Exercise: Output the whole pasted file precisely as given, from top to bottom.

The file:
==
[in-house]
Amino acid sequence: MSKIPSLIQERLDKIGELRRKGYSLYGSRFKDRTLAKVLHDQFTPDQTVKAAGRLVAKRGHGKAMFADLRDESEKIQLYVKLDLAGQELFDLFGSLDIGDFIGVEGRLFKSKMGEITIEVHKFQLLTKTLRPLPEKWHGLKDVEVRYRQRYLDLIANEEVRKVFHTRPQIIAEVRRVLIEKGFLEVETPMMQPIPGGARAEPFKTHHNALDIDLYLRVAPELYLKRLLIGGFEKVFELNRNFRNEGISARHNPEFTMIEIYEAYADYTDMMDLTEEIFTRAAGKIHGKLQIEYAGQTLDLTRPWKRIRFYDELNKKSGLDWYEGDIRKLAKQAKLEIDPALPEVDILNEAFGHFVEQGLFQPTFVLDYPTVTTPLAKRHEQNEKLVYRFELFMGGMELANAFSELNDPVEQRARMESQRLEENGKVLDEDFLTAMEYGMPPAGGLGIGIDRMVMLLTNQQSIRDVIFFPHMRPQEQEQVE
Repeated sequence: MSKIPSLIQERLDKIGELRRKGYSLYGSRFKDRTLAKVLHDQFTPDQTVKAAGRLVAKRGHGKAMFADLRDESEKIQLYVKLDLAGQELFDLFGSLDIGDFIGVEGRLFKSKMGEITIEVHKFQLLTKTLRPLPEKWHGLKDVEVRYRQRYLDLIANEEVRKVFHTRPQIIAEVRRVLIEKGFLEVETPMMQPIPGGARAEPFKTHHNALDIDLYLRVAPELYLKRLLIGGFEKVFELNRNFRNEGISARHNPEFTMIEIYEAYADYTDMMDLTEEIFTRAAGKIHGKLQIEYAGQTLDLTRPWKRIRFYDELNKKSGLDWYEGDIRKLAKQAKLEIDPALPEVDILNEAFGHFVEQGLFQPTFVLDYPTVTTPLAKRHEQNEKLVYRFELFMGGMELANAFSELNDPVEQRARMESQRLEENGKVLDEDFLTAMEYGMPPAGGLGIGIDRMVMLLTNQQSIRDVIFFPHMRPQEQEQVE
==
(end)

[in-house]
Amino acid sequence: MSKIPSLIQERLDKIGELRRKGYSLYGSRFKDRTLAKVLHDQFTPDQTVKAAGRLVAKRGHGKAMFADLRDESEKIQLYVKLDLAGQELFDLFGSLDIGDFIGVEGRLFKSKMGEITIEVHKFQLLTKTLRPLPEKWHGLKDVEVRYRQRYLDLIANEEVRKVFHTRPQIIAEVRRVLIEKGFLEVETPMMQPIPGGARAEPFKTHHNALDIDLYLRVAPELYLKRLLIGGFEKVFELNRNFRNEGISARHNPEFTMIEIYEAYADYTDMMDLTEEIFTRAAGKIHGKLQIEYAGQTLDLTRPWKRIRFYDELNKKSGLDWYEGDIRKLAKQAKLEIDPALPEVDILNEAFGHFVEQGLFQPTFVLDYPTVTTPLAKRHEQNEKLVYRFELFMGGMELANAFSELNDPVEQRARMESQRLEENGKVLDEDFLTAMEYGMPPAGGLGIGIDRMVMLLTNQQSIRDVIFFPHMRPQEQEQVE
Repeated sequence: MSKIPSLIQERLDKIGELRRKGYSLYGSRFKDRTLAKVLHDQFTPDQTVKAAGRLVAKRGHGKAMFADLRDESEKIQLYVKLDLAGQELFDLFGSLDIGDFIGVEGRLFKSKMGEITIEVHKFQLLTKTLRPLPEKWHGLKDVEVRYRQRYLDLIANEEVRKVFHTRPQIIAEVRRVLIEKGFLEVETPMMQPIPGGARAEPFKTHHNALDIDLYLRVAPELYLKRLLIGGFEKVFELNRNFRNEGISARHNPEFTMIEIYEAYADYTDMMDLTEEIFTRAAGKIHGKLQIEYAGQTLDLTRPWKRIRFYDELNKKSGLDWYEGDIRKLAKQAKLEIDPALPEVDILNEAFGHFVEQGLFQPTFVLDYPTVTTPLAKRHEQNEKLVYRFELFMGGMELANAFSELNDPVEQRARMESQRLEENGKVLDEDFLTAMEYGMPPAGGLGIGIDRMVMLLTNQQSIRDVIFFPHMRPQEQEQVE